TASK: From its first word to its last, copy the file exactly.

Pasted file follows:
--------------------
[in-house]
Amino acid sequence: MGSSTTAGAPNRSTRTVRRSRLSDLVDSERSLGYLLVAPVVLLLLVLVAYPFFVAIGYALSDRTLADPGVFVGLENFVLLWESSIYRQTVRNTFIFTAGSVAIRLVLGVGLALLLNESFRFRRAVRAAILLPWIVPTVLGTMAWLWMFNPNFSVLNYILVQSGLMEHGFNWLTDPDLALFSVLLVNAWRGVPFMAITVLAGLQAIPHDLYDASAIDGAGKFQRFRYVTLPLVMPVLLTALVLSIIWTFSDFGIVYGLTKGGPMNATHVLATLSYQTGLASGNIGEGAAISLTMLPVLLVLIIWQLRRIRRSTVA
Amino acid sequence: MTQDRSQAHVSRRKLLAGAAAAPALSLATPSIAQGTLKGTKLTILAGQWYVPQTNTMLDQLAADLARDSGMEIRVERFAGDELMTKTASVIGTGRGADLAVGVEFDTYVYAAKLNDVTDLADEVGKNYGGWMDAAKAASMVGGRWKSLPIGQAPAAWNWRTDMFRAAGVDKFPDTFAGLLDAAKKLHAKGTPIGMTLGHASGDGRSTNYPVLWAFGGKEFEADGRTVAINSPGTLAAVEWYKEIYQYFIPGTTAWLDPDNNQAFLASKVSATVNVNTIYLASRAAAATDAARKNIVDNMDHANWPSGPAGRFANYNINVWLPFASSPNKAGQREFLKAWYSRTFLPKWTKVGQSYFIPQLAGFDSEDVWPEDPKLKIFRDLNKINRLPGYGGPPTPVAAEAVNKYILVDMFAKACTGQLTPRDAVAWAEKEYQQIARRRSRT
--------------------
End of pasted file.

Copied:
[in-house]
Amino acid sequence: MGSSTTAGAPNRSTRTVRRSRLSDLVDSERSLGYLLVAPVVLLLLVLVAYPFFVAIGYALSDRTLADPGVFVGLENFVLLWESSIYRQTVRNTFIFTAGSVAIRLVLGVGLALLLNESFRFRRAVRAAILLPWIVPTVLGTMAWLWMFNPNFSVLNYILVQSGLMEHGFNWLTDPDLALFSVLLVNAWRGVPFMAITVLAGLQAIPHDLYDASAIDGAGKFQRFRYVTLPLVMPVLLTALVLSIIWTFSDFGIVYGLTKGGPMNATHVLATLSYQTGLASGNIGEGAAISLTMLPVLLVLIIWQLRRIRRSTVA
Amino acid sequence: MTQDRSQAHVSRRKLLAGAAAAPALSLATPSIAQGTLKGTKLTILAGQWYVPQTNTMLDQLAADLARDSGMEIRVERFAGDELMTKTASVIGTGRGADLAVGVEFDTYVYAAKLNDVTDLADEVGKNYGGWMDAAKAASMVGGRWKSLPIGQAPAAWNWRTDMFRAAGVDKFPDTFAGLLDAAKKLHAKGTPIGMTLGHASGDGRSTNYPVLWAFGGKEFEADGRTVAINSPGTLAAVEWYKEIYQYFIPGTTAWLDPDNNQAFLASKVSATVNVNTIYLASRAAAATDAARKNIVDNMDHANWPSGPAGRFANYNINVWLPFASSPNKAGQREFLKAWYSRTFLPKWTKVGQSYFIPQLAGFDSEDVWPEDPKLKIFRDLNKINRLPGYGGPPTPVAAEAVNKYILVDMFAKACTGQLTPRDAVAWAEKEYQQIARRRSRT